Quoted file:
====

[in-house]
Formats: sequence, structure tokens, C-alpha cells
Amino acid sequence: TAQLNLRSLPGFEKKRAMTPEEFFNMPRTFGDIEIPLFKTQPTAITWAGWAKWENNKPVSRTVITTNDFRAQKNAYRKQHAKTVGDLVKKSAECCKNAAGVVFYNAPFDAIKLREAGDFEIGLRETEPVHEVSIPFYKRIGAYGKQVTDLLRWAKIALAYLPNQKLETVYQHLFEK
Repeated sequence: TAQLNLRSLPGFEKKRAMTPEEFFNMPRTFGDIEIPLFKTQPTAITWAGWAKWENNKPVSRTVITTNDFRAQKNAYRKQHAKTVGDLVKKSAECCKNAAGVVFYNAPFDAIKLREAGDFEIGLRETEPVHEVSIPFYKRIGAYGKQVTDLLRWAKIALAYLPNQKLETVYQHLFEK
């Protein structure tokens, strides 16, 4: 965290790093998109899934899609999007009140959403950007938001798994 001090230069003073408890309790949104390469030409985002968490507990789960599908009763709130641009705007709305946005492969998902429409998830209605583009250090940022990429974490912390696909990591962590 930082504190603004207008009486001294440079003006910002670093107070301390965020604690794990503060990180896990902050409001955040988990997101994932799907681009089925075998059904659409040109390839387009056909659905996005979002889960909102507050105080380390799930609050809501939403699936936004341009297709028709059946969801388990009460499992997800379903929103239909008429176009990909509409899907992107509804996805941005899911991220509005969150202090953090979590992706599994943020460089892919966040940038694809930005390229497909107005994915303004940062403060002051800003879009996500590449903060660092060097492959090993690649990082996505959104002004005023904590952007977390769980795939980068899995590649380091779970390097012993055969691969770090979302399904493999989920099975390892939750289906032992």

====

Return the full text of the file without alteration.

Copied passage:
[in-house]
Formats: sequence, structure tokens, C-alpha cells
Amino acid sequence: TAQLNLRSLPGFEKKRAMTPEEFFNMPRTFGDIEIPLFKTQPTAITWAGWAKWENNKPVSRTVITTNDFRAQKNAYRKQHAKTVGDLVKKSAECCKNAAGVVFYNAPFDAIKLREAGDFEIGLRETEPVHEVSIPFYKRIGAYGKQVTDLLRWAKIALAYLPNQKLETVYQHLFEK
Repeated sequence: TAQLNLRSLPGFEKKRAMTPEEFFNMPRTFGDIEIPLFKTQPTAITWAGWAKWENNKPVSRTVITTNDFRAQKNAYRKQHAKTVGDLVKKSAECCKNAAGVVFYNAPFDAIKLREAGDFEIGLRETEPVHEVSIPFYKRIGAYGKQVTDLLRWAKIALAYLPNQKLETVYQHLFEK
């Protein structure tokens, strides 16, 4: 965290790093998109899934899609999007009140959403950007938001798994 001090230069003073408890309790949104390469030409985002968490507990789960599908009763709130641009705007709305946005492969998902429409998830209605583009250090940022990429974490912390696909990591962590 930082504190603004207008009486001294440079003006910002670093107070301390965020604690794990503060990180896990902050409001955040988990997101994932799907681009089925075998059904659409040109390839387009056909659905996005979002889960909102507050105080380390799930609050809501939403699936936004341009297709028709059946969801388990009460499992997800379903929103239909008429176009990909509409899907992107509804996805941005899911991220509005969150202090953090979590992706599994943020460089892919966040940038694809930005390229497909107005994915303004940062403060002051800003879009996500590449903060660092060097492959090993690649990082996505959104002004005023904590952007977390769980795939980068899995590649380091779970390097012993055969691969770090979302399904493999989920099975390892939750289906032992």